A 2012 inductee into the Songwriters Hall of Fame, Don Schlitz was one of Nashville's preeminent songwriters and the author of numerous chart-topping hits during the '70s, '80s, and beyond. He was a native of Durham, North Carolina, and after a short stint at Duke University in the early '70s, he moved to Nashville, working as a graveyard-shift computer operator for five years while honing his songwriting skills. Schlitz received his first break in 1978, when Kenny Rogers had a monster hit with his "The Gambler." The number one smash not only became one of Rogers' signature songs, but also earned Schlitz his first of three CMA Song of the Year Awards. Two years after its release, Schlitz released an album of his own on Capitol Records, Dreamers Matinee, and continued to release more solo material -- including I Knew Jack Durham, Allergic to Crazy, Greatest Hits, and the holiday-themed Star on the Tree -- during the following decades.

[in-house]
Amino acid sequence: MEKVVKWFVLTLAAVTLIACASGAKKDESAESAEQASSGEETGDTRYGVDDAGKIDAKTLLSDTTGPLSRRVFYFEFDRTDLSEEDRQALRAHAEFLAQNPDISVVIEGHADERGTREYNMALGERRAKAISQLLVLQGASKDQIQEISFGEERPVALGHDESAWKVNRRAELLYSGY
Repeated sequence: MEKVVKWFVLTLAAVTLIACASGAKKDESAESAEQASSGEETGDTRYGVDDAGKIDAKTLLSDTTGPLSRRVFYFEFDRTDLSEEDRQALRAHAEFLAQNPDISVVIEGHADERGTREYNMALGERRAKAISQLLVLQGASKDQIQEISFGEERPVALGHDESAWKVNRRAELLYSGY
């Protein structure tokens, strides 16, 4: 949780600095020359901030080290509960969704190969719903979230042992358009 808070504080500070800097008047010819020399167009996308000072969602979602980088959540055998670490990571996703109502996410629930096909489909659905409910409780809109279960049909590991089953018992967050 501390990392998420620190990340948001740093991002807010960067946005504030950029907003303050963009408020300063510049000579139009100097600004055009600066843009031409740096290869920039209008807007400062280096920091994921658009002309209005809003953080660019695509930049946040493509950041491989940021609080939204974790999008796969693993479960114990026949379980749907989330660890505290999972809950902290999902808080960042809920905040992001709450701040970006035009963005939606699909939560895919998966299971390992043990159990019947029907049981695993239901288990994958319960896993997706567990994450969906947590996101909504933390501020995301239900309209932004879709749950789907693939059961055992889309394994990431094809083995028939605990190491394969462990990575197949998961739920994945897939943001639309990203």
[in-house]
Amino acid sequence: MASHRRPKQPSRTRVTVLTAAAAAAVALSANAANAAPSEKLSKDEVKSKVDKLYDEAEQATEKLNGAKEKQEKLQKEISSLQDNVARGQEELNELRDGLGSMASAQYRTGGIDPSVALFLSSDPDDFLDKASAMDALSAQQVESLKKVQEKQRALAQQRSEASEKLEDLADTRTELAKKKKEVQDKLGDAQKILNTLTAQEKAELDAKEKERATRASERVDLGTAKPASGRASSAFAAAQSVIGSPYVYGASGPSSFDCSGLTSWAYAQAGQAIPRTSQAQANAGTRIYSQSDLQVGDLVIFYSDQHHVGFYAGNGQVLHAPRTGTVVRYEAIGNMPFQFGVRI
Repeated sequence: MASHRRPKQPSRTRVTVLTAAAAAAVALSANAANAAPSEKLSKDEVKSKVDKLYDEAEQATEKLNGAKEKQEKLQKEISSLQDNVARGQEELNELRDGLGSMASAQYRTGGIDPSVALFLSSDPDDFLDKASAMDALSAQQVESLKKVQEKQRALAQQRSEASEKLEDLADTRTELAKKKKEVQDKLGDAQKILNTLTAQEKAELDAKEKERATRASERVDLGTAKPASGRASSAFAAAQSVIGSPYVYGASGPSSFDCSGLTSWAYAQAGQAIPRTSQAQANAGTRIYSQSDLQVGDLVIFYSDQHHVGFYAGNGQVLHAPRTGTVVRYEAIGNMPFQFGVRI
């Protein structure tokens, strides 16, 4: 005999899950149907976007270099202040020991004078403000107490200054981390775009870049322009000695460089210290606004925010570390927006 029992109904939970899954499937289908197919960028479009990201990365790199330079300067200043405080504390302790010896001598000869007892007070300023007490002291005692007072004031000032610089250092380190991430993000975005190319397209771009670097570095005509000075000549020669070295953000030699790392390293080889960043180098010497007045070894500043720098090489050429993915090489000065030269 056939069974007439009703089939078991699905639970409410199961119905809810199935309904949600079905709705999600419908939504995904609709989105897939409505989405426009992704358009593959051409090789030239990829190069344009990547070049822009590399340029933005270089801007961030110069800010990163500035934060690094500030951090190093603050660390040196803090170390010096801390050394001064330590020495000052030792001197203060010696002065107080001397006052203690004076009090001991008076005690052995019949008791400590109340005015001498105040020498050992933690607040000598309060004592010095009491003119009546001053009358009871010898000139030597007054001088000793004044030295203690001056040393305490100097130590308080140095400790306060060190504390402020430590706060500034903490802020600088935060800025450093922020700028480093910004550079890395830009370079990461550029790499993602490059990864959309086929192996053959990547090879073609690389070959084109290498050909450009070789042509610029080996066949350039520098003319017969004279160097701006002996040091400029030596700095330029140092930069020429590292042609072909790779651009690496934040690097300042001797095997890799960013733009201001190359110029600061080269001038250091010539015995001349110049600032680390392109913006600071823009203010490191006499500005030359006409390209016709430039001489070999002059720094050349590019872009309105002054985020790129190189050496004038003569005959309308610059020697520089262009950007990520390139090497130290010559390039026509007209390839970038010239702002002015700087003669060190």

During the '80s and '90s, many other prominent artists recorded his songs, including Randy Travis, Tanya Tucker, Reba McEntire, the Judds, Nitty Gritty Dirt Band, Garth Brooks, and Keith Whitley. Schlitz frequently co-wrote songs with Paul Overstreet; one of their most distinguished collaborations was the Grammy-winning "Forever and Ever Amen," which became an enormous hit for Travis. Another was "When You Say Nothing at All," which became a chart-topper for Whitley in 1988, a number three hit for Alison Krauss in 1995, and a number one single for Ronan Keating in 1999. Schlitz also teamed up with Mary Chapin Carpenter, co-writing four singles for her Come on Come On album. Three of those singles went to number one. The following decade found Schlitz writing the music and lyrics to the Broadway musical The Adventures of Tom Sawyer, all the while continuing to write songs and perform in Nashville.